7. (SBU) WHEN THINGS GO WRONG — DIA TO THE RESCUE: Post has repeatedly shared info from field investigations with DIA regarding violations of Vietnamese law and fraudulent abandonments, urging DIA to take action to punish those responsible. In response, DIA has repeatedly sprung into action, not to punish wrongdoers, but to fix whatever “paperwork problem” the Embassy has uncovered. In many cases DIA informs post that it has discussed the cases with local officials to ensure that “proper procedures were followed.” When post contacts these officials, however, they deny any conversation with DIA. In other cases, DIA has told post that actions were in accordance with Vietnamese law but when pressed could not cite the section of law. In fact, on several occasions DIA has stated in the same note that an action is both illegal and permitted. These responses occur because DIA sees its role as working hand-in-hand with ASPs to ensure that no child is left behind. They have actively assisted in rebutting Notices of Intent to Deny, going so far as to pressure individuals who previously signed sworn consular affidavits to recant their stories.
Inter-country adoption is the process of moving children from an almost totally corrupt country to a somewhat less corrupt country (the only exception is South Korea, but here adoption was institutionalized at a time, just after the Korean war, when corruption was still rampant there).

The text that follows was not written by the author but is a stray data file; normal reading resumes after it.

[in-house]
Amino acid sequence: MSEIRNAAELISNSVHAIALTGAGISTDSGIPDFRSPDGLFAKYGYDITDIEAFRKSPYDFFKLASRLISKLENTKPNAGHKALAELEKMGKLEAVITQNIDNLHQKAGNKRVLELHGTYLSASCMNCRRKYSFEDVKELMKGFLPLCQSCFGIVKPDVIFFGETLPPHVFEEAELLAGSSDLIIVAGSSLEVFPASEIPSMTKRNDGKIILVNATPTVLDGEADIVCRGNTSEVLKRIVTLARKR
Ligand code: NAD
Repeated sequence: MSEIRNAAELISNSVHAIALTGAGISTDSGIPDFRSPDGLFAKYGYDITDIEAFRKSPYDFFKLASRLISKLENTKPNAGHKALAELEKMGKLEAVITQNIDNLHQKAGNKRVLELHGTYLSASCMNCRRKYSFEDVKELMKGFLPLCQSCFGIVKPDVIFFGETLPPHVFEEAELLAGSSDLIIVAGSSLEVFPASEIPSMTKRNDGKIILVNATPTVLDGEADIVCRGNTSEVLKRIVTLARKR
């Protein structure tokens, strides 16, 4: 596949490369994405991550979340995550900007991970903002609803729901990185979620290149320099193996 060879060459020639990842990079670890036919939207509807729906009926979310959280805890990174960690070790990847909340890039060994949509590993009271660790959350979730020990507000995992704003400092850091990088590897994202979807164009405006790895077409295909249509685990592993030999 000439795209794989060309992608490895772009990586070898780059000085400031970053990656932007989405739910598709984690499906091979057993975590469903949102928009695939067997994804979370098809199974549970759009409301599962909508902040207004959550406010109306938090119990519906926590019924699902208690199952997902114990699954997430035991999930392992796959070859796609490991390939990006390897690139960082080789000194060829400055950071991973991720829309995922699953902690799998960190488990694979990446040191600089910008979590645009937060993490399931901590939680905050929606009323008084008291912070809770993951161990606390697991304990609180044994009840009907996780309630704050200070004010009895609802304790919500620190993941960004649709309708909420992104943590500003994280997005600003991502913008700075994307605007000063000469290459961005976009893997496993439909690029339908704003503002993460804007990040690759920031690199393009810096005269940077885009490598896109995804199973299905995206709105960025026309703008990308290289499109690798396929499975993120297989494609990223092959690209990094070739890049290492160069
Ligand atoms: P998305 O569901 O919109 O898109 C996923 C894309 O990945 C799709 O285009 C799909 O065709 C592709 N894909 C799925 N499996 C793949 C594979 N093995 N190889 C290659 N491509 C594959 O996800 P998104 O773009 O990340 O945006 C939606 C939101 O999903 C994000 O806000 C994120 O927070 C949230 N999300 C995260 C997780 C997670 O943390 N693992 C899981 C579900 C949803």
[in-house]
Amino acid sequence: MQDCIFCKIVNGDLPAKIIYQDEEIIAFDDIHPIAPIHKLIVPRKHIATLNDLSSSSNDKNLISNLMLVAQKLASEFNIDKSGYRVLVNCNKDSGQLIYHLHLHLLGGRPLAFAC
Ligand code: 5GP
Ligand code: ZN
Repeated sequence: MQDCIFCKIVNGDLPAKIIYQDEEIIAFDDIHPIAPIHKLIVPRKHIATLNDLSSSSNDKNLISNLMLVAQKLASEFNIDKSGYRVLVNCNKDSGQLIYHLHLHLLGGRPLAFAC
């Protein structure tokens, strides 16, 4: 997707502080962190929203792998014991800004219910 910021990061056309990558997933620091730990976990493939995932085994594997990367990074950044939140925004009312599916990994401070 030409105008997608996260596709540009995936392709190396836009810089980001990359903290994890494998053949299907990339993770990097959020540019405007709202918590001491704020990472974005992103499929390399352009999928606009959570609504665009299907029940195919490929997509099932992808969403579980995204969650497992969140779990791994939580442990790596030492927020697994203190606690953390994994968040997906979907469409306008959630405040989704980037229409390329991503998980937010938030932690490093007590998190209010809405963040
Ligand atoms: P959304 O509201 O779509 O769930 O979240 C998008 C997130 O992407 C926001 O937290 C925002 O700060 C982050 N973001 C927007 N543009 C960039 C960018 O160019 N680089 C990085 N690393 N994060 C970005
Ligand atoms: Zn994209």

Officials in nearly all sending countries are actively protecting the corrupt interests of orphanage directors and child traffickers. Vietnam is again no exception. Though it's interesting to learn that one of the Embassy's emails speaks of threats that Dr. Long had made to Maura Harty about the safety of our investigators.
Finally the Ambassador states:
8. (SBU) Comment: Viewed collectively, the evidence from post's field investigations shows that in Vietnam baby buying is the norm and that unscrupulous ASPs are providing financial incentives for Vietnamese officials to fabricate documentation to hide the true origins of “abandoned" children in Vietnam. These practices are able to continue because DIA has failed to take on the regulatory role envisioned both by the GVN and the 2005 Memorandum of Agreement. While the investigations have been instrumental in shining a spotlight on the corruption, we are already beginning to see officials adjusting their tactics, so as to prevent consular investigators from documenting fraud. Further more, the endemic nature of the fraud in the adoption of infants makes it clear that absent significant legal change in Vietnam, the problem will only continue to get worse. As a result, post believes that the USG needs to take the initiative in changing the terms of the adoption program; We will send in a strategy-for achieving this goal via Septel. End comment.